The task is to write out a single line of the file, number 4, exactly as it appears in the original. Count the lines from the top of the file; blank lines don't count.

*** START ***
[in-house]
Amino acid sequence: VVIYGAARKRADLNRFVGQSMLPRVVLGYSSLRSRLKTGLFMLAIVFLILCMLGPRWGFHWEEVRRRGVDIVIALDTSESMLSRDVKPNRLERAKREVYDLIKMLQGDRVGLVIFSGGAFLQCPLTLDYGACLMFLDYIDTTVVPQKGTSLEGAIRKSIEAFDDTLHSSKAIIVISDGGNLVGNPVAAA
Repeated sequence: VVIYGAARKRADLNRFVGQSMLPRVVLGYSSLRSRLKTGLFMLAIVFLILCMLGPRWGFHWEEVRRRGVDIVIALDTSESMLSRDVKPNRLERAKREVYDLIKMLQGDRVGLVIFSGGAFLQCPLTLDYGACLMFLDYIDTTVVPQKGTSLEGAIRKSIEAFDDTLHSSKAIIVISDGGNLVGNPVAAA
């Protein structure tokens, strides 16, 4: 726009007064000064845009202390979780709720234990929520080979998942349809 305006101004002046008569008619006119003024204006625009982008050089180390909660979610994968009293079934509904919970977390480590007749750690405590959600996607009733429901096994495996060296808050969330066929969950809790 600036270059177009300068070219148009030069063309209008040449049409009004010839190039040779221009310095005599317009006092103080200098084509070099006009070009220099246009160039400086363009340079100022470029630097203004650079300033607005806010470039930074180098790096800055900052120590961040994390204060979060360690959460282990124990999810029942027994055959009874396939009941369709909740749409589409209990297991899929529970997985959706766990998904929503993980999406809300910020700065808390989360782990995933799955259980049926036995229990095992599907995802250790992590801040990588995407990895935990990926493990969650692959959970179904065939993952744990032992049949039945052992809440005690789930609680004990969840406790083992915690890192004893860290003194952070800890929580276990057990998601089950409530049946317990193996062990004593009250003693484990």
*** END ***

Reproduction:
């Protein structure tokens, strides 16, 4: 726009007064000064845009202390979780709720234990929520080979998942349809 305006101004002046008569008619006119003024204006625009982008050089180390909660979610994968009293079934509904919970977390480590007749750690405590959600996607009733429901096994495996060296808050969330066929969950809790 600036270059177009300068070219148009030069063309209008040449049409009004010839190039040779221009310095005599317009006092103080200098084509070099006009070009220099246009160039400086363009340079100022470029630097203004650079300033607005806010470039930074180098790096800055900052120590961040994390204060979060360690959460282990124990999810029942027994055959009874396939009941369709909740749409589409209990297991899929529970997985959706766990998904929503993980999406809300910020700065808390989360782990995933799955259980049926036995229990095992599907995802250790992590801040990588995407990895935990990926493990969650692959959970179904065939993952744990032992049949039945052992809440005690789930609680004990969840406790083992915690890192004893860290003194952070800890929580276990057990998601089950409530049946317990193996062990004593009250003693484990």